This time, her protracted deep sleep lasted for over a month. Koh, who was then her mother’s primary caregiver, floundered under the immense pressure. Not to mention the laundry list of responsibilities that she found herself saddled with. “Everything was done by me, from arranging doctor’s appointments to receiving and relaying updates (on her condition), attending meetings with the medical social worker and my mother’s counsellor and receiving caregiver training in hospital. When mom was discharged she was bed-ridden, so I had to wake up at least every two hours to take her to the toilet. It was very draining,” the 50-year-old rattles off after bracing herself with a laboured sigh.
It didn’t help that her mother’s second hospitalisation had occurred smack in the middle of a lockdown owing to the pandemic. Koh was the only family member permitted brief daily visits, by dint of much wheedling with hospital staff. “For more than a month I was visiting the hospital every day then returning to calm my father down,” she shares, adding that the fretful elderly gentlemen cried everyday because he was unable to visit his wife.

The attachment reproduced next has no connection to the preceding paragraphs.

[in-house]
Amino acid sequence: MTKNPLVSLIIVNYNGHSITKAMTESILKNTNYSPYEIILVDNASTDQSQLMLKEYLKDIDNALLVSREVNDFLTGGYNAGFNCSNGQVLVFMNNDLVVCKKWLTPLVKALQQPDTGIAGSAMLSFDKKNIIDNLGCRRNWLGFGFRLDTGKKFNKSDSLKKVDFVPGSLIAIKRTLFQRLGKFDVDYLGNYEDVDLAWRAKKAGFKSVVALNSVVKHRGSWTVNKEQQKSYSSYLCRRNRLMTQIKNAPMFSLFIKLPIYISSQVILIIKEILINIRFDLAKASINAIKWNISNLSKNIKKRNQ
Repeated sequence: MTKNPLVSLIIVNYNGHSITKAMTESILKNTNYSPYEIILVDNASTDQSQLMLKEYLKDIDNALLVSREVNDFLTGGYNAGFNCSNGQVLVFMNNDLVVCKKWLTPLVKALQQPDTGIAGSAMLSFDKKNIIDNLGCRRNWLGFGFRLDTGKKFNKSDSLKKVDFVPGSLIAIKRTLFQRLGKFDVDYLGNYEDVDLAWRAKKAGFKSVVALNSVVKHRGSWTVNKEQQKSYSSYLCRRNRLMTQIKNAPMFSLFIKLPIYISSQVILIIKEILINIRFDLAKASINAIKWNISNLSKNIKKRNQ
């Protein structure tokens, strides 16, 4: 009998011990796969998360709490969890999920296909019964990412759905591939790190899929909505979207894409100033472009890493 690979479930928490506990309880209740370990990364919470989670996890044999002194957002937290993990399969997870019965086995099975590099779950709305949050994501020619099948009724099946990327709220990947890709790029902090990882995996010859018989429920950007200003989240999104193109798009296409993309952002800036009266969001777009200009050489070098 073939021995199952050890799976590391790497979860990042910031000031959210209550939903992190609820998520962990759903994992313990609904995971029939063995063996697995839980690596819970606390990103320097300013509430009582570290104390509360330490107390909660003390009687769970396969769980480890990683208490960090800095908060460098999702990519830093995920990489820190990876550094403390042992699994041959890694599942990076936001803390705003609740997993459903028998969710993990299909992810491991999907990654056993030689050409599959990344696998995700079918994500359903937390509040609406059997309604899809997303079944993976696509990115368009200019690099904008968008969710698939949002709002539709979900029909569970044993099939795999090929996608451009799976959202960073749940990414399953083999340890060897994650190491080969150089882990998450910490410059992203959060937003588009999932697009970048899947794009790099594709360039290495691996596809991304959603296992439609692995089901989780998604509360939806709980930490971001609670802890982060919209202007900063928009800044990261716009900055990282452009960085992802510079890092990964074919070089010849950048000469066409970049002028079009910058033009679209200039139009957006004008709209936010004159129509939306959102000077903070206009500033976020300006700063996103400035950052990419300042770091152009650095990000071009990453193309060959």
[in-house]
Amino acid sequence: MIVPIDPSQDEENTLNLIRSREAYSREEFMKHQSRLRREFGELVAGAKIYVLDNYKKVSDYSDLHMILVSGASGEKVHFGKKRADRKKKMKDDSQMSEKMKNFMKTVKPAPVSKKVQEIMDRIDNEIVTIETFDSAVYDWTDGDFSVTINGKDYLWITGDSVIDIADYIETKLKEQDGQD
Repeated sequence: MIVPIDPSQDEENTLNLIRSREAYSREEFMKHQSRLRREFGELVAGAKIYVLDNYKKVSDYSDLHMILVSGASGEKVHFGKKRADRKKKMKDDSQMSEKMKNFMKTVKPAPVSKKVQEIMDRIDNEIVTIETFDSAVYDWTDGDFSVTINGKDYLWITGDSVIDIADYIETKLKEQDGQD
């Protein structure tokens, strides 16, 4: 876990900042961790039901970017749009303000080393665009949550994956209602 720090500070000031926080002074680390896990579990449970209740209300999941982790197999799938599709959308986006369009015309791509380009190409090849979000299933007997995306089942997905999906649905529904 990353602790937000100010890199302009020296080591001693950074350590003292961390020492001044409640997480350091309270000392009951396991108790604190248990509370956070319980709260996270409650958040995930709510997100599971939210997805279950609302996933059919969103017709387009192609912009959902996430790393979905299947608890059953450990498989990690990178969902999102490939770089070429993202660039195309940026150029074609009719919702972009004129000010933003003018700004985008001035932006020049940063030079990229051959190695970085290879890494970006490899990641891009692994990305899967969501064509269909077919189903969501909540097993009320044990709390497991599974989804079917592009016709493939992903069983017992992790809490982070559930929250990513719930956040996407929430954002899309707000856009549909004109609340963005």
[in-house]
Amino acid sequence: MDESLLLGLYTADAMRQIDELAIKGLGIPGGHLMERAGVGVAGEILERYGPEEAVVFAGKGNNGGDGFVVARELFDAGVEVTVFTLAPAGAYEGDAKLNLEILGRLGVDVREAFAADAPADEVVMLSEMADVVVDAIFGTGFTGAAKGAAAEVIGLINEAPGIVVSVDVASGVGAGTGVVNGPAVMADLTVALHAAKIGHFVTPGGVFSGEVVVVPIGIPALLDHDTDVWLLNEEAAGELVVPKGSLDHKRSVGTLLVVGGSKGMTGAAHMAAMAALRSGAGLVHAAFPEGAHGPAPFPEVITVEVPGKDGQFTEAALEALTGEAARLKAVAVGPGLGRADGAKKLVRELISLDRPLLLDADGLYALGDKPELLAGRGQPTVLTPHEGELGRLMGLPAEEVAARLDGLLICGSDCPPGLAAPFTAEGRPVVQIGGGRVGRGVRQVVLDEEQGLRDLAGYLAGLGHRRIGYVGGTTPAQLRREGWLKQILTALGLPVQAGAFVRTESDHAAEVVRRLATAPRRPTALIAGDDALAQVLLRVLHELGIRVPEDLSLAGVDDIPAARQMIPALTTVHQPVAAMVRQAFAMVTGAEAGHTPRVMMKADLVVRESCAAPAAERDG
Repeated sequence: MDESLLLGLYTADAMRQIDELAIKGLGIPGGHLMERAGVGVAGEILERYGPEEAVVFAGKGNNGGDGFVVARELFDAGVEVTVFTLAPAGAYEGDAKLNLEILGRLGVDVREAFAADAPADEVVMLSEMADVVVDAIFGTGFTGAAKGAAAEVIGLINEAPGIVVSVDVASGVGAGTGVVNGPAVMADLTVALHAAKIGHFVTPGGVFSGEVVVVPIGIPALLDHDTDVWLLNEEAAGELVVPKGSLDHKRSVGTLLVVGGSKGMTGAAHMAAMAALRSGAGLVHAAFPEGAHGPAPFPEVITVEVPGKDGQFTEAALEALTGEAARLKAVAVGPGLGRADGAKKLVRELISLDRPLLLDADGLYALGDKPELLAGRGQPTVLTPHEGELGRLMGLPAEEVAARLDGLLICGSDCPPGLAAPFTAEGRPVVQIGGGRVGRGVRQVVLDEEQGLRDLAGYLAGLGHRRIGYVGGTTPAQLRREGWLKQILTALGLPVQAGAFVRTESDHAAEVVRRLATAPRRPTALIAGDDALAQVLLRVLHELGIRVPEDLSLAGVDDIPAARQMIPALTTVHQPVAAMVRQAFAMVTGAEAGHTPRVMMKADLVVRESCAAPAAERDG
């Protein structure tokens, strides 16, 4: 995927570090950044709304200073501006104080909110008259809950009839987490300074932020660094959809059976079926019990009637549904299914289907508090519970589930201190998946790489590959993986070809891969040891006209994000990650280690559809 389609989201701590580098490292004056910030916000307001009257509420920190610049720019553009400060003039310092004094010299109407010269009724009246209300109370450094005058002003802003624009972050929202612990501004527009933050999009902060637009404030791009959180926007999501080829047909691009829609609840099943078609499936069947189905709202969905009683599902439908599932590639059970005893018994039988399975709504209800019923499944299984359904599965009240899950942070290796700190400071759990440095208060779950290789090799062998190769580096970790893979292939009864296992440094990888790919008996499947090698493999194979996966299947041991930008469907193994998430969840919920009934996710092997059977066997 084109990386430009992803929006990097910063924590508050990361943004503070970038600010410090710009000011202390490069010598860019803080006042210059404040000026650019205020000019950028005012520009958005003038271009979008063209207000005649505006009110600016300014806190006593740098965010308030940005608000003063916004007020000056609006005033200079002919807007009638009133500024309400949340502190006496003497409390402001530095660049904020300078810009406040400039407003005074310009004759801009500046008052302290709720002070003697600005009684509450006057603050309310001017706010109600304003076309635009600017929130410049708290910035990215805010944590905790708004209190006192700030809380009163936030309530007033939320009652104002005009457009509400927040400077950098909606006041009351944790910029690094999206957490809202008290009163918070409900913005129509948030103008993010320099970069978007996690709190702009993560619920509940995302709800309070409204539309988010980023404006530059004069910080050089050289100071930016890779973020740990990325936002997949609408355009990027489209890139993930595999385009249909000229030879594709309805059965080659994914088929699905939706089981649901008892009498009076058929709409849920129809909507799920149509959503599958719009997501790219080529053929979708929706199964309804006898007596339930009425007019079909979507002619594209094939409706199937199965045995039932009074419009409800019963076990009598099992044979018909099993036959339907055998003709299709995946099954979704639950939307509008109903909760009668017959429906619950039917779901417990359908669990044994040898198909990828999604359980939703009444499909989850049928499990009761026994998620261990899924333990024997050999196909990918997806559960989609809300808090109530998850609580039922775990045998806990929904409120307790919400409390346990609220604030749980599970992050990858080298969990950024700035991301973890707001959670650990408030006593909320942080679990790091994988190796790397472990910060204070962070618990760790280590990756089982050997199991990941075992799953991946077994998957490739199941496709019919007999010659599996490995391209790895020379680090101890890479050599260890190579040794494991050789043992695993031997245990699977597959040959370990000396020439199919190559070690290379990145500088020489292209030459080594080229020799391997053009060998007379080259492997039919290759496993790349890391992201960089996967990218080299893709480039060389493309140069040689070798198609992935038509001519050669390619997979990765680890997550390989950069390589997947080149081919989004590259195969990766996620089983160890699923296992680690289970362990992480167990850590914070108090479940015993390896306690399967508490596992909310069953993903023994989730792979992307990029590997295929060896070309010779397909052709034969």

Lessons in empathy
For Koh, witnessing her once fiercely independent mother in such a vulnerable state added an unspoken emotional dimension to the heavy lift of her duties. Her voice quavering, the 50-year-old asks for a moment to steady her nerves as she rehashes the most difficult period.